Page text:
The IBM PC: Brainchild Of A Misfit

We’ve read a number of histories of the IBM PC and lived through that time, too. But we enjoyed [Gareth Edwards’] perspective in a post entitled The Misfit who Built the IBM PC. The titular character is Don Estridge, a decidedly atypical IBM employee who was instrumental in creating the personal computer market as we know it.

It’s not that IBM invented the personal computer — far from it. But the birth of the PC brought personal computers to the mainstream, especially in offices, and — much to IBM’s chagrin — opened up the market for people to make add-on cards for printers, videos, and other accessories.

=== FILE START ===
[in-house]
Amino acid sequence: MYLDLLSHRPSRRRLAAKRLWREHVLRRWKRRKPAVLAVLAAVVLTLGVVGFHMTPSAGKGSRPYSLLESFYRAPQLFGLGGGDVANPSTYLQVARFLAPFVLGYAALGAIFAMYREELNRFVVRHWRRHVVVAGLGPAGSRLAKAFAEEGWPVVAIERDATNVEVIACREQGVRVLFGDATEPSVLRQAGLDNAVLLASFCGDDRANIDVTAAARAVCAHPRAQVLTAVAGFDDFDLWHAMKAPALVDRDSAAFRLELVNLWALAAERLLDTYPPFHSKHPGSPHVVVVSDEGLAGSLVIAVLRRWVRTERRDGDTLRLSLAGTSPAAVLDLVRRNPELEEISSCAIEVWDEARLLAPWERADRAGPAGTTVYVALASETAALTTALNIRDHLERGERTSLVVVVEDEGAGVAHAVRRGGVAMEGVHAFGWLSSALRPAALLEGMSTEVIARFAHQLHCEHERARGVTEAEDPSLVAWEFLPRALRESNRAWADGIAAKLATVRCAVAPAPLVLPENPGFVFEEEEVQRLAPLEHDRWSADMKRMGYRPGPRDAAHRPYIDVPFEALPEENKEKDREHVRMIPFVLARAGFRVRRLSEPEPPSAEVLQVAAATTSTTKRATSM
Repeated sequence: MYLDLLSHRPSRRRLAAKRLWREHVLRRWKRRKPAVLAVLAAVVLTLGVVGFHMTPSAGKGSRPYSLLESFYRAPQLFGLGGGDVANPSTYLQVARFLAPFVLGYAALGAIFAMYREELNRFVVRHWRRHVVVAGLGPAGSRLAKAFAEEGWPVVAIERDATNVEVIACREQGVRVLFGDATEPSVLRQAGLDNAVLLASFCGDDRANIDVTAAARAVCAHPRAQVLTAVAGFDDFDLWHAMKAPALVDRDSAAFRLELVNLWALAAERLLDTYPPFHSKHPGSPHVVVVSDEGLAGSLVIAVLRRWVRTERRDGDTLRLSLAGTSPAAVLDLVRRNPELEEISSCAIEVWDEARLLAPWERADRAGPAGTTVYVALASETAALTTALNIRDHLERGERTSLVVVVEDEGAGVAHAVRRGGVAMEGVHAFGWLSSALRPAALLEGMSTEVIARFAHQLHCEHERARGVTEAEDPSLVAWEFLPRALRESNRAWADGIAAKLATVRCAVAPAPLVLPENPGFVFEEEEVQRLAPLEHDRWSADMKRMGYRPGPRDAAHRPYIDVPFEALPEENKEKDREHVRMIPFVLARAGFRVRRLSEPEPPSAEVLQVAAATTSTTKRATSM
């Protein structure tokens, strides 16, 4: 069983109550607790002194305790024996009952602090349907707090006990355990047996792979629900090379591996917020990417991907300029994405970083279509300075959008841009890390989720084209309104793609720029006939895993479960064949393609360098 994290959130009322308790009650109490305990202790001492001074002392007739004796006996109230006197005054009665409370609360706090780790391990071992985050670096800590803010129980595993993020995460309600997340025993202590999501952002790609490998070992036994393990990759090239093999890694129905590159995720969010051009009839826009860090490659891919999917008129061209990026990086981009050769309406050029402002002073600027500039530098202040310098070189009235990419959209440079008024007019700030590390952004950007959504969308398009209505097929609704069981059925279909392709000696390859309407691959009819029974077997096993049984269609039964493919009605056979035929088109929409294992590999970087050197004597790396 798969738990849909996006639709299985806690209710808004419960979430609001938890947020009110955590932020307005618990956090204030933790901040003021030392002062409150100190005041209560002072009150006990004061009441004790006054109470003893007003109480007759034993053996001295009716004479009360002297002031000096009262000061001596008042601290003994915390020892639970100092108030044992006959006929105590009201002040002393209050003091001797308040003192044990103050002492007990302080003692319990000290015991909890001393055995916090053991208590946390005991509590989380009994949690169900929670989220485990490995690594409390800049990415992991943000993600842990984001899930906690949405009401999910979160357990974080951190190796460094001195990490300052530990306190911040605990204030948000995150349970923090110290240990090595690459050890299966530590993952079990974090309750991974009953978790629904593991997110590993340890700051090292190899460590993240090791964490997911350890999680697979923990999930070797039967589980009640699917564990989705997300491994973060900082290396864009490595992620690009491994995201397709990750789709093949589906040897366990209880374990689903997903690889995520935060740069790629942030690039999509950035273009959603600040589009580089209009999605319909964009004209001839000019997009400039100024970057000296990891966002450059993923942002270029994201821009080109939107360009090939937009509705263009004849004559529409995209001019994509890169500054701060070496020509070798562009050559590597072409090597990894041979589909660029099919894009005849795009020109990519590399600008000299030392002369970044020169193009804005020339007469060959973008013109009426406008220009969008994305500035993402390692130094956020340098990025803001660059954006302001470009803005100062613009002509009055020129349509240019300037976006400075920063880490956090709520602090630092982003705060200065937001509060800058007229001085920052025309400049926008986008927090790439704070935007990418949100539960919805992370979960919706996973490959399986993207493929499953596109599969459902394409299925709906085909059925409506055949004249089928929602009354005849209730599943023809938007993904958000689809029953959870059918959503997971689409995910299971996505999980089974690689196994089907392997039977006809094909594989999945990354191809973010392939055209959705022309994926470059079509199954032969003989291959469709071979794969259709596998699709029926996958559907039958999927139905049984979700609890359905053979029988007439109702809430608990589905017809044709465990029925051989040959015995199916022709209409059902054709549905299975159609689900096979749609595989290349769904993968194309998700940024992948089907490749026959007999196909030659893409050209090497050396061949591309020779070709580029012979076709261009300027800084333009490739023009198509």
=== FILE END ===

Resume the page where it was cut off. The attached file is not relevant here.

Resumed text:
IBM was a computer juggernaut in the late 1970s. Its divisions were the size of other companies, and some have compared it to a collection of mafia families. The company was heavily invested in big computers, and management was convinced that personal computing was, at most, an avenue to video games and most likely a fad.

Known as a conservative company, the PC project drew from a number of corporate misfits who had been technically successful but often punished for coloring outside the lines. They developed a prototype. The post quotes one of the people involved as saying, “The system would do two things. It would draw an absolutely beautiful picture of a nude lady, and it would show a picture of a rocket ship blasting off the screen. We decided to show the Management Committee the rocket ship.” Wise choice.